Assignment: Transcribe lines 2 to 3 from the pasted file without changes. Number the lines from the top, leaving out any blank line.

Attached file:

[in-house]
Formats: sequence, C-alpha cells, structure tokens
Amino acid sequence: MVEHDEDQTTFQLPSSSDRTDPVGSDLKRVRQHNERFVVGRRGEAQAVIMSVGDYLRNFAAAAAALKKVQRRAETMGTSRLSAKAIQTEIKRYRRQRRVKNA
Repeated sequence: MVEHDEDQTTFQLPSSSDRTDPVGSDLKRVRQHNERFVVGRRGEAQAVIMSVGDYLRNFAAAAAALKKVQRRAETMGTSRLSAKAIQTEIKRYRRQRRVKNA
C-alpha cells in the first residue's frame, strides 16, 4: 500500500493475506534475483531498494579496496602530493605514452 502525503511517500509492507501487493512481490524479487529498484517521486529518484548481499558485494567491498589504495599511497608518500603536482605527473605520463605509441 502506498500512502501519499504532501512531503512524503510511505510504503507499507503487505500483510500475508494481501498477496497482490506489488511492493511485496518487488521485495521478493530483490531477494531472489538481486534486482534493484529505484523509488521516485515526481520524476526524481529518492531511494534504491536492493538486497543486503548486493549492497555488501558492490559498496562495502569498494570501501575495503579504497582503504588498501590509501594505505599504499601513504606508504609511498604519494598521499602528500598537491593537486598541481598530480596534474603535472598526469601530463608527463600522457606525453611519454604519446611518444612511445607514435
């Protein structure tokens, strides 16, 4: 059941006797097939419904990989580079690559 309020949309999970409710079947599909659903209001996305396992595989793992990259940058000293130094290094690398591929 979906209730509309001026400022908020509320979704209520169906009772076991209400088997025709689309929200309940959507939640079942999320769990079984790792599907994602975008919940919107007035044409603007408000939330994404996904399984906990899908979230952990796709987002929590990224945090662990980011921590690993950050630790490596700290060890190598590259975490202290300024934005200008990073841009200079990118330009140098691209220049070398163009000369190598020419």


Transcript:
Formats: sequence, C-alpha cells, structure tokens
Amino acid sequence: MVEHDEDQTTFQLPSSSDRTDPVGSDLKRVRQHNERFVVGRRGEAQAVIMSVGDYLRNFAAAAAALKKVQRRAETMGTSRLSAKAIQTEIKRYRRQRRVKNA